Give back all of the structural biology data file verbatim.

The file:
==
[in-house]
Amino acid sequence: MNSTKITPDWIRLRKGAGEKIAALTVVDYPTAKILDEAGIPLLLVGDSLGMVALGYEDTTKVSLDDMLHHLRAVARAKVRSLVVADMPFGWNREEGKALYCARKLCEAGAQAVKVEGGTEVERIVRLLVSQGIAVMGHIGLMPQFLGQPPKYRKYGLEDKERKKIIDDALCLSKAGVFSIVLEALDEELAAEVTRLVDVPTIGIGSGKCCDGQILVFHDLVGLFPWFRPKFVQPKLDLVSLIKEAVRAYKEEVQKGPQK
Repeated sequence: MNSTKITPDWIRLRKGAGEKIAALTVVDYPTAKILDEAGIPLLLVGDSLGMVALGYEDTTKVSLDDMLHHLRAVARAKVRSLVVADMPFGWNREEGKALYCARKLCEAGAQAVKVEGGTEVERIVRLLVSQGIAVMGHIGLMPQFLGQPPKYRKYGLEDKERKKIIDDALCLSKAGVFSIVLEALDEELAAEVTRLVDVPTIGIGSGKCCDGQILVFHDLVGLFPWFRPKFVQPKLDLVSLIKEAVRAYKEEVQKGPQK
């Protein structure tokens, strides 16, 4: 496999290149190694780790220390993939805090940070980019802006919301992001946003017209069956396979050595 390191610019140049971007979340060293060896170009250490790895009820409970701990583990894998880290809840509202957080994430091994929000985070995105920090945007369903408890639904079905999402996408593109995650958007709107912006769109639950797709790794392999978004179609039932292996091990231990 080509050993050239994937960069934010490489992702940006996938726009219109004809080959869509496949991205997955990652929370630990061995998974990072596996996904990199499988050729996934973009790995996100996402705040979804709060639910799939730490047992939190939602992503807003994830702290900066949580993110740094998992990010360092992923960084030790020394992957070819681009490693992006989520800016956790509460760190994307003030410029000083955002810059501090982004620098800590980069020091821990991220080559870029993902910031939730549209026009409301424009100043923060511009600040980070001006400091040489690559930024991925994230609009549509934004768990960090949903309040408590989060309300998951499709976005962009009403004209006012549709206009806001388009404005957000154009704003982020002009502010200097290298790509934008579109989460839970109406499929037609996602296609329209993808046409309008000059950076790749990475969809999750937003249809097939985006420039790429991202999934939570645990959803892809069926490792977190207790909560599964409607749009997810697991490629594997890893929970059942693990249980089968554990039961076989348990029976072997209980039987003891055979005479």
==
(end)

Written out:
[in-house]
Amino acid sequence: MNSTKITPDWIRLRKGAGEKIAALTVVDYPTAKILDEAGIPLLLVGDSLGMVALGYEDTTKVSLDDMLHHLRAVARAKVRSLVVADMPFGWNREEGKALYCARKLCEAGAQAVKVEGGTEVERIVRLLVSQGIAVMGHIGLMPQFLGQPPKYRKYGLEDKERKKIIDDALCLSKAGVFSIVLEALDEELAAEVTRLVDVPTIGIGSGKCCDGQILVFHDLVGLFPWFRPKFVQPKLDLVSLIKEAVRAYKEEVQKGPQK
Repeated sequence: MNSTKITPDWIRLRKGAGEKIAALTVVDYPTAKILDEAGIPLLLVGDSLGMVALGYEDTTKVSLDDMLHHLRAVARAKVRSLVVADMPFGWNREEGKALYCARKLCEAGAQAVKVEGGTEVERIVRLLVSQGIAVMGHIGLMPQFLGQPPKYRKYGLEDKERKKIIDDALCLSKAGVFSIVLEALDEELAAEVTRLVDVPTIGIGSGKCCDGQILVFHDLVGLFPWFRPKFVQPKLDLVSLIKEAVRAYKEEVQKGPQK
């Protein structure tokens, strides 16, 4: 496999290149190694780790220390993939805090940070980019802006919301992001946003017209069956396979050595 390191610019140049971007979340060293060896170009250490790895009820409970701990583990894998880290809840509202957080994430091994929000985070995105920090945007369903408890639904079905999402996408593109995650958007709107912006769109639950797709790794392999978004179609039932292996091990231990 080509050993050239994937960069934010490489992702940006996938726009219109004809080959869509496949991205997955990652929370630990061995998974990072596996996904990199499988050729996934973009790995996100996402705040979804709060639910799939730490047992939190939602992503807003994830702290900066949580993110740094998992990010360092992923960084030790020394992957070819681009490693992006989520800016956790509460760190994307003030410029000083955002810059501090982004620098800590980069020091821990991220080559870029993902910031939730549209026009409301424009100043923060511009600040980070001006400091040489690559930024991925994230609009549509934004768990960090949903309040408590989060309300998951499709976005962009009403004209006012549709206009806001388009404005957000154009704003982020002009502010200097290298790509934008579109989460839970109406499929037609996602296609329209993808046409309008000059950076790749990475969809999750937003249809097939985006420039790429991202999934939570645990959803892809069926490792977190207790909560599964409607749009997810697991490629594997890893929970059942693990249980089968554990039961076989348990029976072997209980039987003891055979005479």